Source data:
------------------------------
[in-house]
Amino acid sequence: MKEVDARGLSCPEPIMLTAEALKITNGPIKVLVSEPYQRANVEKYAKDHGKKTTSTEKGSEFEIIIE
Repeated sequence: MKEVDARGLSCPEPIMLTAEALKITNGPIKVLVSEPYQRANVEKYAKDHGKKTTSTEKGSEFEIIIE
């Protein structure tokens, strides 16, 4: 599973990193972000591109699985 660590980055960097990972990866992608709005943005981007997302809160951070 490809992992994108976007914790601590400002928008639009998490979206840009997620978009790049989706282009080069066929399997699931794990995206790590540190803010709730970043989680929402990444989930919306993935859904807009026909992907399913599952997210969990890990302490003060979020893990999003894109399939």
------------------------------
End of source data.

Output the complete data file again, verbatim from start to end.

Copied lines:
[in-house]
Amino acid sequence: MKEVDARGLSCPEPIMLTAEALKITNGPIKVLVSEPYQRANVEKYAKDHGKKTTSTEKGSEFEIIIE
Repeated sequence: MKEVDARGLSCPEPIMLTAEALKITNGPIKVLVSEPYQRANVEKYAKDHGKKTTSTEKGSEFEIIIE
């Protein structure tokens, strides 16, 4: 599973990193972000591109699985 660590980055960097990972990866992608709005943005981007997302809160951070 490809992992994108976007914790601590400002928008639009998490979206840009997620978009790049989706282009080069066929399997699931794990995206790590540190803010709730970043989680929402990444989930919306993935859904807009026909992907399913599952997210969990890990302490003060979020893990999003894109399939």